Nail Trimming

by Shawn Finch, DVM

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If you are up for the challenge and fun of trimming your dog’s nails – yes, I do think trimming dogs’ nails is fun, weird, I know – keep reading.

Trimming your pet’s nails can be the most harrowing of all tasks. If this is true for you, or if you are at all concerned your dog will get scared and bite, have your veterinary team or dog’s groomer do it! I do not want your dog undergoing more stress than needed, and I do not want you getting hurt! This do-it-at-home stuff is for calm dogs who will let you trim their nails at home.

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Step 1 – During your dog’s most impressionable weeks – when he is a very young puppy, play with his feet. Gently pull his nails. Pet his toe webbing. Hold his paw. Teach him “shake” and “other paw” so foot holding and nail trimming will be no big deal.

Step 2 – Most families miss step 1, so do not feel bad! Either your dog was not even a part of your family yet, or it never occurred to you to do such a weird thing as play with their feet! Start now and progress slowly. Older puppies and dogs can learn to have their feet messed with – it will just take more time and patience on your part.

Step 3 – Buy nail bleed stopping powder. Everyone’s biggest fear is that they will “quick” their dog, or cause a nail to bleed. You will. And it will be ok. Do everything you can to not cause a nail to bleed, and when you do, be ready with the powder. I am not a big fan of nitrate sticks or styptic sticks as they sting more than powder does.

Step 4 – Buy nail trimmers that are designed like scissors. The “guillotine” style nail trimmers are more difficult to manage. It is easier to see exactly where you are cutting and control the trimmers with the scissor type model.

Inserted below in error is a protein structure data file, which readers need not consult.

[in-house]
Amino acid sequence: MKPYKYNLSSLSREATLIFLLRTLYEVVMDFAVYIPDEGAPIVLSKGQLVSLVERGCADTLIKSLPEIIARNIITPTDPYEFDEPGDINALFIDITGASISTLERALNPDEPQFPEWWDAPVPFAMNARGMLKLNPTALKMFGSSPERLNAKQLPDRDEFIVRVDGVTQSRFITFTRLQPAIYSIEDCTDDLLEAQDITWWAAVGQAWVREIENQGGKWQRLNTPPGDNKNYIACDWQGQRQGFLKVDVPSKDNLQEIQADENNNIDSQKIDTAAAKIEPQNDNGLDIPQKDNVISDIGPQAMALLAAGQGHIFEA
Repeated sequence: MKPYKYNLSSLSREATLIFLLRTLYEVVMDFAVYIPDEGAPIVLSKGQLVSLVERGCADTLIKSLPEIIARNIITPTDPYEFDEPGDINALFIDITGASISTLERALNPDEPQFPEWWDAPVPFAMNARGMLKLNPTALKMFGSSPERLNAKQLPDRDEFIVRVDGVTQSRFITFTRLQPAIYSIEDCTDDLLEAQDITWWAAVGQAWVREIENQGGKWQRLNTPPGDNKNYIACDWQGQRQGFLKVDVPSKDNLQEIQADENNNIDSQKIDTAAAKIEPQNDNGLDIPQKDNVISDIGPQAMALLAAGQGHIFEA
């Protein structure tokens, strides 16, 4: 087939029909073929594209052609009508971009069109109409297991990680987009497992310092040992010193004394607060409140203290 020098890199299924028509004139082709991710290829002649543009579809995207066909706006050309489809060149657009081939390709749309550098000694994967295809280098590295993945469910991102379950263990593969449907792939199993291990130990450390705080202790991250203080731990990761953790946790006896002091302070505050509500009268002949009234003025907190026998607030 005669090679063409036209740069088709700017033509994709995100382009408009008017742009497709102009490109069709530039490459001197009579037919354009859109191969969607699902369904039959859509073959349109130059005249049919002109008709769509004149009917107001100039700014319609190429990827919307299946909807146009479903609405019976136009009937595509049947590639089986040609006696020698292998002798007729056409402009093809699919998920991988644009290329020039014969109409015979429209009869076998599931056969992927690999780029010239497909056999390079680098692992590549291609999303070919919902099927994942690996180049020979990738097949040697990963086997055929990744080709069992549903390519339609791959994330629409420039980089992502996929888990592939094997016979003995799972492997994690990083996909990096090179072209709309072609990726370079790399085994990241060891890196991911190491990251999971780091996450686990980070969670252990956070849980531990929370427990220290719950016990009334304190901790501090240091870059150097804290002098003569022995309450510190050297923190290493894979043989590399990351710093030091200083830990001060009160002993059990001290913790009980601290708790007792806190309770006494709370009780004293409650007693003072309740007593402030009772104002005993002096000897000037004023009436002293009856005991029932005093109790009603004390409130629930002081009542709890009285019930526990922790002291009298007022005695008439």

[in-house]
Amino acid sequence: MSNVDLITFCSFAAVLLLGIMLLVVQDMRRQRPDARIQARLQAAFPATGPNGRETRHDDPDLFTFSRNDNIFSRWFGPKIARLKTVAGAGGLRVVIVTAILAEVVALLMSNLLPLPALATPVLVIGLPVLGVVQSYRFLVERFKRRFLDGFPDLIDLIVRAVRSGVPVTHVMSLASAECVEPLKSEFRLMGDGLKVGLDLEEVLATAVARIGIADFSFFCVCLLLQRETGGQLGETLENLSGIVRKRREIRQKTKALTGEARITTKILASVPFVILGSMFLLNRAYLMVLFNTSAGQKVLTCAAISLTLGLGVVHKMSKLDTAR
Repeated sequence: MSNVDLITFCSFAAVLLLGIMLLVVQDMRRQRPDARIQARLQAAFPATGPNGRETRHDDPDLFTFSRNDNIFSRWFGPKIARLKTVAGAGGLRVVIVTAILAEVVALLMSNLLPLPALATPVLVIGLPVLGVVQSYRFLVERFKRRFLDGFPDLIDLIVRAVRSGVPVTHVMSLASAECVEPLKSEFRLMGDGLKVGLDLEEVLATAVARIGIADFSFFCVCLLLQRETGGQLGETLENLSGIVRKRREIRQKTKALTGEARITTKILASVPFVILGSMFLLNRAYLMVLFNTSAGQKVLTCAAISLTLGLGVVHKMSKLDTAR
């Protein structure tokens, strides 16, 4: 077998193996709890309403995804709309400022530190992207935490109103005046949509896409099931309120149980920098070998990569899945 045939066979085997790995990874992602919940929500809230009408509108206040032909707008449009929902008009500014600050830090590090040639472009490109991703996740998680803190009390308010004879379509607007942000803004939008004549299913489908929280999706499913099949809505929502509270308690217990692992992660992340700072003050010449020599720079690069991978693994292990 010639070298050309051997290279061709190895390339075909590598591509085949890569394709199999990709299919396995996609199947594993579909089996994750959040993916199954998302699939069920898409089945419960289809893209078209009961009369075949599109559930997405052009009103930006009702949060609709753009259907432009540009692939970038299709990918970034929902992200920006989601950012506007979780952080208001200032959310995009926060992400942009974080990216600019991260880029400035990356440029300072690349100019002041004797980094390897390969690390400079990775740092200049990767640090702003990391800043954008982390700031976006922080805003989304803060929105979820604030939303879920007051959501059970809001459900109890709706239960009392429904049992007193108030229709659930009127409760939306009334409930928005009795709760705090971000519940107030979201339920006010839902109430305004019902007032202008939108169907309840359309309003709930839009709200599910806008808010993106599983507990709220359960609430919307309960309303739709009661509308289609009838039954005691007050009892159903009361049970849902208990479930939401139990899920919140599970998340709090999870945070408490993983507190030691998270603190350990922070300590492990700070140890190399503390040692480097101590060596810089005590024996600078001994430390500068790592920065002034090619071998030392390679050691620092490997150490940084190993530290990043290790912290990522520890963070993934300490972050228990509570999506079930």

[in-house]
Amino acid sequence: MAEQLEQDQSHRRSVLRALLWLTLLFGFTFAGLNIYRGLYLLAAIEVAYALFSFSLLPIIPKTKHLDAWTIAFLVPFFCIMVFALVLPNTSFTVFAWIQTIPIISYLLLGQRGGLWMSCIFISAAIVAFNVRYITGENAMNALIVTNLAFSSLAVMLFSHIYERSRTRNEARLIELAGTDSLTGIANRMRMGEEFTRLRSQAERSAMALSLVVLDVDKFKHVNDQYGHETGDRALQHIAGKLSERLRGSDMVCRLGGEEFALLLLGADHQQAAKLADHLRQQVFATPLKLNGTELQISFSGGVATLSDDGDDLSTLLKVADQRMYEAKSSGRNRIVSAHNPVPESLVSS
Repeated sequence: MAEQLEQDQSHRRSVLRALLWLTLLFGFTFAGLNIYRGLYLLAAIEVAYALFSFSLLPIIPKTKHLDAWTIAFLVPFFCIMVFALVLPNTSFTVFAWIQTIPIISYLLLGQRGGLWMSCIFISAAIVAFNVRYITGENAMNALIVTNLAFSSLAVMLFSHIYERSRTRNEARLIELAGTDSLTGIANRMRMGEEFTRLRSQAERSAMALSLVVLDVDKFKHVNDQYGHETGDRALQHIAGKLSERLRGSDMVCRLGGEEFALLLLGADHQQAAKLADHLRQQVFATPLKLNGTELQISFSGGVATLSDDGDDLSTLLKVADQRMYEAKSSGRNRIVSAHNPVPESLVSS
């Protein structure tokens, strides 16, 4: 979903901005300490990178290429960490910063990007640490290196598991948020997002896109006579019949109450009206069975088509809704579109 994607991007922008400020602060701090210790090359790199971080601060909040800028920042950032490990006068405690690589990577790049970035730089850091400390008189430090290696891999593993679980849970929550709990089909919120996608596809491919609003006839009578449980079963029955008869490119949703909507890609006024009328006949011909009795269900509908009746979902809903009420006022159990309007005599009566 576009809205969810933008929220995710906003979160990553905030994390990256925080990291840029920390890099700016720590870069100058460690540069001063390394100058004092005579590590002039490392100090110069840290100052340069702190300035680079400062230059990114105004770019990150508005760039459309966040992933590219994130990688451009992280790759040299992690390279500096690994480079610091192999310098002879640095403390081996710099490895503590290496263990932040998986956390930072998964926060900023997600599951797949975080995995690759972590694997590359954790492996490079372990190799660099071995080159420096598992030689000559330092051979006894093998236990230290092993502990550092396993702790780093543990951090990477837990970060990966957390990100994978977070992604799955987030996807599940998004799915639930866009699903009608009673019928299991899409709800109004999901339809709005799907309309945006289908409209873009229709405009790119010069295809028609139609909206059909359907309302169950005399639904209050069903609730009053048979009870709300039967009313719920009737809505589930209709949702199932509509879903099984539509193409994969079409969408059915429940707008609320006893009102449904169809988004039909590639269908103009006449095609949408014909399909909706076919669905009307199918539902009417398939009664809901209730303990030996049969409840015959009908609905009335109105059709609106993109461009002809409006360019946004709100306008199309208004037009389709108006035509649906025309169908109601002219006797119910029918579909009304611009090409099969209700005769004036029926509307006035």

Step 5 – This is easiest with treats on hand and a friend to help, especially if you are still learning or you know your dog does not like nail trims. Decide if your dog is more comfortable standing loosely held by the collar, on his side or “bear hugged” and go with that method.

Step 6 – With lighter nails, you can see the pink quick that you want to avoid, which can be helpful, especially as you are first learning how much to trim. Even with dark nails, the method is the same – trim the pointed end off of the nail. “Duh,” you say. “It is easy to trim too much!” I say. Stop just before the part where the nail becomes thicker. Do not forget to trim the dewclaws!

Step 7 – If a nail bleeds, dab it with a paper towel or soft cloth and place a small pinch of powder gently but firmly onto the cut edge of the nail. As you become more proficient, you will get a feel for how much you can cut before the quick.

Step 8 – You can be done here! If you and your dog are still doing okay, trim a very small bit more. Look at the cross-section of the nail you just trimmed. If you see a circle in the middle of the cross-section of the nail, that is the part of the nail just before the quick. You are as far back as you want to go.

Step 9 – Use a nail file or one of those twirling sandpaper things made for dog nails to smooth the edges of the cut nail.

This can be done with a dremel as well, but THAT should be demonstrated to you by a veterinary team member or groomer! It is too easy to file too much of the nail off too quickly or injure the skin or a pad or pull hair that is accidently caught in the dremel. It is a great tool, but make sure you have been shown how to use it to finish nail trims before you try it. I do not feel I can explain it well enough in text alone and odds are we live too far apart for me to stop by! But odds are also that someone in your area does know how to dremel nails and would be happy to help you learn!

Step 10 – This is only for the calmest and poodliest of dogs. Our Noodle the Poodle honestly loves this step the best. Paint your dog’s nails a beautiful color!

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